Researching hair loss treatments can be a very tricky proposition. With the investment of both money and time that’s required to restore one’s appearance the consumer needs to be armed with facts so that they don’t end up becoming a victim of fraud.
Fort Lauderdale, FL (PRWEB) September 03, 2011
HairLoss.com, the world's most authoritative and unbiased website providing comprehensive consumer information about hair loss and it's treatment, has recently published the largest and most extensive hair loss glossary in print or on the web.
The extensive hair loss glossary defines over 175 terms related to men’s and women’s hair loss conditions and treatments culled from HairLoss.com’s extensive knowledge base of over 600 original articles on hair loss treatments ranging from nonsurgical hair replacement to hair transplant surgery and Chinese medicine to hair loss conditions like Alopecia areata, male pattern baldness and postpartum hair loss.
“Unlike so many other major hair loss websites online today, HairLoss.com’s mission is to provide consumers with education rather than trying to sell them a hair loss solution that doesn’t work,” explains Michael Garcia, Spokesman for HairLoss.com. “To that end, we’ve gone out of our way to provide free services and free online tools that allow consumers who suffer from hair loss to learn more about their condition so that they can make the more informed decision about how they are going to approach their treatment.”
The hair loss glossary, written by staff writer Naomi Mannino, is formatted traditionally, with a search function and all hair loss terms presented in alphabetical order. Definitions are practical and consumer-friendly, deftly explicating concepts of certain hair loss conditions that require a grasp of sometimes-complex medical terminology.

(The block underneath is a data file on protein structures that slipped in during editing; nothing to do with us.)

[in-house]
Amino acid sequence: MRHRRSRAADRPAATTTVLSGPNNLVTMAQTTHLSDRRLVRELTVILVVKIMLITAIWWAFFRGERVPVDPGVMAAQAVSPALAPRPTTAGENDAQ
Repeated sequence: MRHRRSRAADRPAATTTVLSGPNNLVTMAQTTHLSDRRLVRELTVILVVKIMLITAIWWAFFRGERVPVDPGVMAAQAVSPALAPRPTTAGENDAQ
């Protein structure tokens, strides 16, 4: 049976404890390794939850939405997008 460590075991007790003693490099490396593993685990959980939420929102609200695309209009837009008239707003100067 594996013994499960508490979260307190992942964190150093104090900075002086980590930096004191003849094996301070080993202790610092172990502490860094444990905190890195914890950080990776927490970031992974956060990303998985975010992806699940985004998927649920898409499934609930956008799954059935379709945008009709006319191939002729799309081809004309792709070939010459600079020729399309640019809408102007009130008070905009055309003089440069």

According to Spokesman Garcia, trying to find the right solution or treatment to one’s particular hair loss condition “is like navigating your way through a maze of mirrors.”
“Researching hair loss treatments for a particular condition can be a very tricky proposition,” says Garcia. “With the investment of both money and time that’s often required to restore one’s natural and youthful appearance – medically or cosmetically – the consumer needs to be armed with facts so that they don’t end up becoming a victim of fraud or buying what we in the industry call ‘snake oil.’”
Every element of every hair loss condition and treatment is broken down into individual terms. For instance, consumers can, term-by-term, study every aspect of a nonsurgical hair replacement solution such as hair systems or hair extensions, learning about different hair types, adhesives, hair types, attachment methods and bases.
“When we began building the glossary we were only thinking of it in terms of offering a free tool that assists the consumer in performing their due diligence when researching hair loss treatments and conditions,” adds Garcia. “This glossary has become so comprehensive that anyone who studies it can easily gain a PhD level of understanding of hair loss.”
HairLoss.com’s hair loss glossary of terms can be viewed here: http://www.hairloss.com/home/Hair-Loss-Glossary/
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